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Searching for New Particles in the Sky

Masha Baryakhtar (New York University / University of Washington)
Thursday, August 12, 2021 - 2:00pm
Zoom (

Theories that seek to explain the outstanding puzzles of the Standard Model of particle physics often predict new, light, feebly-interacting particles whose discovery requires novel search strategies. Perhaps the most motivated of these particles is the QCD axion, which can elegantly solve the outstanding strong-CP problem of the Standard Model; cousins of the QCD axion can also appear, and are natural dark matter candidates. In light of these particles' small masses and weak interactions, we turn to the sky for clues of their existence. We will see how extreme astrophysical environments---from our Sun, to neutron stars, to black holes---produce large numbers of axions which lead to indirect signatures, or can be directly measured in the lab. I will discuss how rotating black holes source exponentially large numbers of gravitationally-bound axions, creating nature's laboratories for ultralight particles. These systems emit gravitational waves, allowing observatories such as LIGO to search for new particles. If the axions interact with one another, black holes instead turn into axionic beacons, populating the universe with axion waves.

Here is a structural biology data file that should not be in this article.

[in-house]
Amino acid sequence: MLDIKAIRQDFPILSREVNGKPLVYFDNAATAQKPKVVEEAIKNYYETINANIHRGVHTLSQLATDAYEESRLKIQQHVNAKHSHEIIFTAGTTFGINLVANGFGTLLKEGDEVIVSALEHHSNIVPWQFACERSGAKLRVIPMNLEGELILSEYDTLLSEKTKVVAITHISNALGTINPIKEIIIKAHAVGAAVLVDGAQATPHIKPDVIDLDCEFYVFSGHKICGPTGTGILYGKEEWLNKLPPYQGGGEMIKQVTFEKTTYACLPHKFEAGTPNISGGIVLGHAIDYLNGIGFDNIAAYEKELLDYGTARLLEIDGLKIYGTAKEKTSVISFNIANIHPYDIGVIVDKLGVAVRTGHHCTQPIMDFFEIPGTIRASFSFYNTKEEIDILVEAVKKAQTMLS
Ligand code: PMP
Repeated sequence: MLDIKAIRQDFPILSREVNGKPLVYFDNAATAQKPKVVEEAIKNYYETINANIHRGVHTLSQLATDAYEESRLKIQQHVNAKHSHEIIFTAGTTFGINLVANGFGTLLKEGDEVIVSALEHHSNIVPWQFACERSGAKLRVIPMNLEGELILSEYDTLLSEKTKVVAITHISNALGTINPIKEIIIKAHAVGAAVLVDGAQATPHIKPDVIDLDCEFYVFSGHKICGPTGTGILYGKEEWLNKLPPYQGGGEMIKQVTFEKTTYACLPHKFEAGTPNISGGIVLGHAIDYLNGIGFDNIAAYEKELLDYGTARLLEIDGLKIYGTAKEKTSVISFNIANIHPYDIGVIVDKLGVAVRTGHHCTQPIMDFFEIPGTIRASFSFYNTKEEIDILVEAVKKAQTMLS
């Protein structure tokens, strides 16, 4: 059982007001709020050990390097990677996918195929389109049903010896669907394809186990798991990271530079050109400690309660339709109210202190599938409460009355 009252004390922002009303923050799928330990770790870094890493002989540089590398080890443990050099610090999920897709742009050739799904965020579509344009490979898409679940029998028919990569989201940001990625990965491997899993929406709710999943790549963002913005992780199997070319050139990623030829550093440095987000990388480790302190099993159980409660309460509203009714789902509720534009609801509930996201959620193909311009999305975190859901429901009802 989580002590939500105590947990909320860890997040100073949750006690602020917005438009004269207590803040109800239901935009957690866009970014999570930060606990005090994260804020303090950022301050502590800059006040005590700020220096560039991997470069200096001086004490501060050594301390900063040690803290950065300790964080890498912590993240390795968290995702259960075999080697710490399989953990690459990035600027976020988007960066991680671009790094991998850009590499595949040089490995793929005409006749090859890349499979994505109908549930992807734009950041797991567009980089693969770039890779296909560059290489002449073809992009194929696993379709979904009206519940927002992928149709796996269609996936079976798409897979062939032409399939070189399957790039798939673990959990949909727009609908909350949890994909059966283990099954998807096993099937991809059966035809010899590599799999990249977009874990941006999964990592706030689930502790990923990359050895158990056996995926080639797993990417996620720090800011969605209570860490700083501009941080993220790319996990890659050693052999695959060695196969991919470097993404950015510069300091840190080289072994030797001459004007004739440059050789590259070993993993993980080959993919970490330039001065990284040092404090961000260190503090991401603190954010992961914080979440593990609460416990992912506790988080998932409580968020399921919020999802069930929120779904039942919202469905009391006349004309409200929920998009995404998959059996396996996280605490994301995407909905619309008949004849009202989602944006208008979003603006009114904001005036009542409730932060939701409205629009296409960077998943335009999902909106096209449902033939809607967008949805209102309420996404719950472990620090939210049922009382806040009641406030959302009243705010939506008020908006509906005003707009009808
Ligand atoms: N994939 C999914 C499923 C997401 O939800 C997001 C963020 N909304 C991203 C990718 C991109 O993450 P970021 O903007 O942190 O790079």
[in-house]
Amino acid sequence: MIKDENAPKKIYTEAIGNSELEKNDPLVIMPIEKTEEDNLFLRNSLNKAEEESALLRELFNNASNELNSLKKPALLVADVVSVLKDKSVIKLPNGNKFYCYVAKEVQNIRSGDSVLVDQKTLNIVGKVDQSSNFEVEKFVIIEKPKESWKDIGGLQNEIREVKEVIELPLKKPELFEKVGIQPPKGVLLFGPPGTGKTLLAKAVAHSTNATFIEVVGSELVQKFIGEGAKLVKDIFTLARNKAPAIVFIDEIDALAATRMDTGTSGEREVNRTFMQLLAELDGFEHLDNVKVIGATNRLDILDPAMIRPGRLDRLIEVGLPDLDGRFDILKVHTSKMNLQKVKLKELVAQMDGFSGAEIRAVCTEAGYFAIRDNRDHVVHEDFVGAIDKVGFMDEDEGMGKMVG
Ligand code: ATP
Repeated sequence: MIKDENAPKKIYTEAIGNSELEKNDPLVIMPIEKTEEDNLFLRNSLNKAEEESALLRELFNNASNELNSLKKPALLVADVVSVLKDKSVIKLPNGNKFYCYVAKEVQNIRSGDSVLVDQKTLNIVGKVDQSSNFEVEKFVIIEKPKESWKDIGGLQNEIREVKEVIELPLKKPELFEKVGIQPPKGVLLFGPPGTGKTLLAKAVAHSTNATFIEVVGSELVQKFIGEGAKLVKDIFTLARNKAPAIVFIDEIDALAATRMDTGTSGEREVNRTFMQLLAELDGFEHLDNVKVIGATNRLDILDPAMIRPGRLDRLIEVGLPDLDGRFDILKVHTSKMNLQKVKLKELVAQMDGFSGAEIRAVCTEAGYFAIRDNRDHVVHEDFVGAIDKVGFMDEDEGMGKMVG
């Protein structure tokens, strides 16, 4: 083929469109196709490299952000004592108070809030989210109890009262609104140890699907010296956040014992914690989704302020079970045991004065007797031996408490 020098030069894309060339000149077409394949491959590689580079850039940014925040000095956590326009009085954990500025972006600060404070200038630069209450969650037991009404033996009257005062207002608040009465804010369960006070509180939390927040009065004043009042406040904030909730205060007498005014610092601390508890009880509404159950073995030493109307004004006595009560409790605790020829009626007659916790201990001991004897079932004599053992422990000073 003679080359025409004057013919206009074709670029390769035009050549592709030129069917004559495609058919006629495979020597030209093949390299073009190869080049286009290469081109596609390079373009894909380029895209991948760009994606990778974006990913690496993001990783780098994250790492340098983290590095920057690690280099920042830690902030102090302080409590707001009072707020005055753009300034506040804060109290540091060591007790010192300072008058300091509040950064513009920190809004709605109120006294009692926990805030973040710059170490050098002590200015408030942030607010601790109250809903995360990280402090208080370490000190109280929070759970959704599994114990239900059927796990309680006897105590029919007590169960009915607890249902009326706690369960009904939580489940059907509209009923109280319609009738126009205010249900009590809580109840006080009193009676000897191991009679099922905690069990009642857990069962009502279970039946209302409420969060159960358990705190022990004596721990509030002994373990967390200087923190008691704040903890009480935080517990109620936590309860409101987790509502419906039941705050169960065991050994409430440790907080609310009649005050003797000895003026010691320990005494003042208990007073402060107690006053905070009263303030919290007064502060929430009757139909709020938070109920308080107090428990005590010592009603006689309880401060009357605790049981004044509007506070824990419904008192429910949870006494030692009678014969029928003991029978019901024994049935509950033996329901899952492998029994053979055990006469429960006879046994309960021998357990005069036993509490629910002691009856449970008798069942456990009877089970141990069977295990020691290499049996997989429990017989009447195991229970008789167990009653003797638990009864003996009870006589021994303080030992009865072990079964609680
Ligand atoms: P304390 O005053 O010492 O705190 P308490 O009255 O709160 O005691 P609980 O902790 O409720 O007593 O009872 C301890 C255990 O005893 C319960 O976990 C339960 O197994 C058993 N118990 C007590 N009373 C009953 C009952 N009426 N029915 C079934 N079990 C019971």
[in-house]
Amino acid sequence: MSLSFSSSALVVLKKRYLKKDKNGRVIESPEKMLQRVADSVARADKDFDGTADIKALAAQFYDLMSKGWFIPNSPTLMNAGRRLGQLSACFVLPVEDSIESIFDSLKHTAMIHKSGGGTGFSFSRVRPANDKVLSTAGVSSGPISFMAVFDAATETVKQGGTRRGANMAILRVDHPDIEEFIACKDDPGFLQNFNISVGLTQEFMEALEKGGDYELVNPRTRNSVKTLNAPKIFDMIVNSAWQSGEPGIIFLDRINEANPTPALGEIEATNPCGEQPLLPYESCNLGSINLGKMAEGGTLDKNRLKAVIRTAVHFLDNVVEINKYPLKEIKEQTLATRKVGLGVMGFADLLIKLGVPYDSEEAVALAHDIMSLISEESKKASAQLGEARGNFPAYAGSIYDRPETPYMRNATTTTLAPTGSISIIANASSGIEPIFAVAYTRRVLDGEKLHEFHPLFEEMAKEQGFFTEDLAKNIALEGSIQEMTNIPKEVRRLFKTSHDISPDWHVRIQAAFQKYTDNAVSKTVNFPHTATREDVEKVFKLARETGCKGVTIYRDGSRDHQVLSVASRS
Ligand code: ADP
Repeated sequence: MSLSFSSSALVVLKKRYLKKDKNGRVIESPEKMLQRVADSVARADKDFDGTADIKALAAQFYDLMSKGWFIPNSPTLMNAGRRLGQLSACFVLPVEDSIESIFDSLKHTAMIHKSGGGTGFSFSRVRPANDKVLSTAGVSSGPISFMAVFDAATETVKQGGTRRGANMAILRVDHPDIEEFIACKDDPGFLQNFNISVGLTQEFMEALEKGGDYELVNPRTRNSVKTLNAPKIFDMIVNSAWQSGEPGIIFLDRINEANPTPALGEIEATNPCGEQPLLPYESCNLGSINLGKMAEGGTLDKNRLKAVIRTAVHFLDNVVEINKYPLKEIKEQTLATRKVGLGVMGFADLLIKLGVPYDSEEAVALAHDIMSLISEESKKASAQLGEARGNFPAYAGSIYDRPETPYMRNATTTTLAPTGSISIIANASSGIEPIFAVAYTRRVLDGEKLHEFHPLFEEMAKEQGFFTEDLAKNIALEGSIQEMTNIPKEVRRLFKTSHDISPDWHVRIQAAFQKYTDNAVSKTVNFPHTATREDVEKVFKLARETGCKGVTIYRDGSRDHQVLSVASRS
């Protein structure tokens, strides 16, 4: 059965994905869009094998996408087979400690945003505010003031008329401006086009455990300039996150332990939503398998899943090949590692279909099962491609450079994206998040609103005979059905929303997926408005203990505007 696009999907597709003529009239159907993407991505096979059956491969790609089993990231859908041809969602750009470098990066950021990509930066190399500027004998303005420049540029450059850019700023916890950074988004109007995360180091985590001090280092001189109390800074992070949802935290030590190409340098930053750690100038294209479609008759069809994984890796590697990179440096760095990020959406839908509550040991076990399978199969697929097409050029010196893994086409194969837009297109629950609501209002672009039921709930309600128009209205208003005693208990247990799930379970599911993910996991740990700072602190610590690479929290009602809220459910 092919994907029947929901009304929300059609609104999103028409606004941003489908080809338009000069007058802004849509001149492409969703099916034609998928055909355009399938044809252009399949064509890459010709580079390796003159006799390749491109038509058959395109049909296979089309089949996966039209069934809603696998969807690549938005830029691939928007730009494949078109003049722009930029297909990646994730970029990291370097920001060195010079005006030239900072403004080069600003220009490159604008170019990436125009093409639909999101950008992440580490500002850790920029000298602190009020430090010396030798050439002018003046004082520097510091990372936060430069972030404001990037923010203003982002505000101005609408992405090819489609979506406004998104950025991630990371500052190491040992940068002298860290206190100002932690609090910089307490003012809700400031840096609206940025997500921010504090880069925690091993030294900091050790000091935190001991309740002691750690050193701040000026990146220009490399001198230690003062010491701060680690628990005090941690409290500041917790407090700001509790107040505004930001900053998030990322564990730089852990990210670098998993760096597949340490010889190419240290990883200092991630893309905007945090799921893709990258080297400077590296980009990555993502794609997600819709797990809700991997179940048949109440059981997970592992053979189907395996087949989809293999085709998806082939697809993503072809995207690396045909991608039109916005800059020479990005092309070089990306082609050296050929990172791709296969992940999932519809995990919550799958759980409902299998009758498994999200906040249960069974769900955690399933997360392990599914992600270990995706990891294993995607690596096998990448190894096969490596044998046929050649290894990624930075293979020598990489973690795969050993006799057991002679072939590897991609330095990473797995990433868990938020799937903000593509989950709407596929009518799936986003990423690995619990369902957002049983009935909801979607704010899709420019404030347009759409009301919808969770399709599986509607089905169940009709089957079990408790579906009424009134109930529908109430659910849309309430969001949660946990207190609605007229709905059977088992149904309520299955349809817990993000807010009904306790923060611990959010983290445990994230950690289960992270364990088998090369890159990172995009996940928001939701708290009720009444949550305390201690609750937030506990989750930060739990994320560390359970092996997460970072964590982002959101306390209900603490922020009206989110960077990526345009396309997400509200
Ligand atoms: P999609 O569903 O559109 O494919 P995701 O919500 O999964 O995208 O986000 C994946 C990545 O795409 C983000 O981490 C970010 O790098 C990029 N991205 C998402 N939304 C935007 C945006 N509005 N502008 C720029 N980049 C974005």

Masha Baryakhtar is a James Arthur Postdoctoral Fellow at New York University, on her way to join the Physics faculty at the University of Washington as Assistant Professor. Masha received her PhD from Stanford University in 2015, followed by a  Banting Postdoctoral Fellowship at the Perimeter Institute for Theoretical Physics. She is currently pursuing the theoretical development of novel search directions for physics beyond the Standard Model, including precision laboratory searches for weakly-coupled dark matter, and astrophysical and gravitational wave observations that shed light on the presence of new, ultralight particles.

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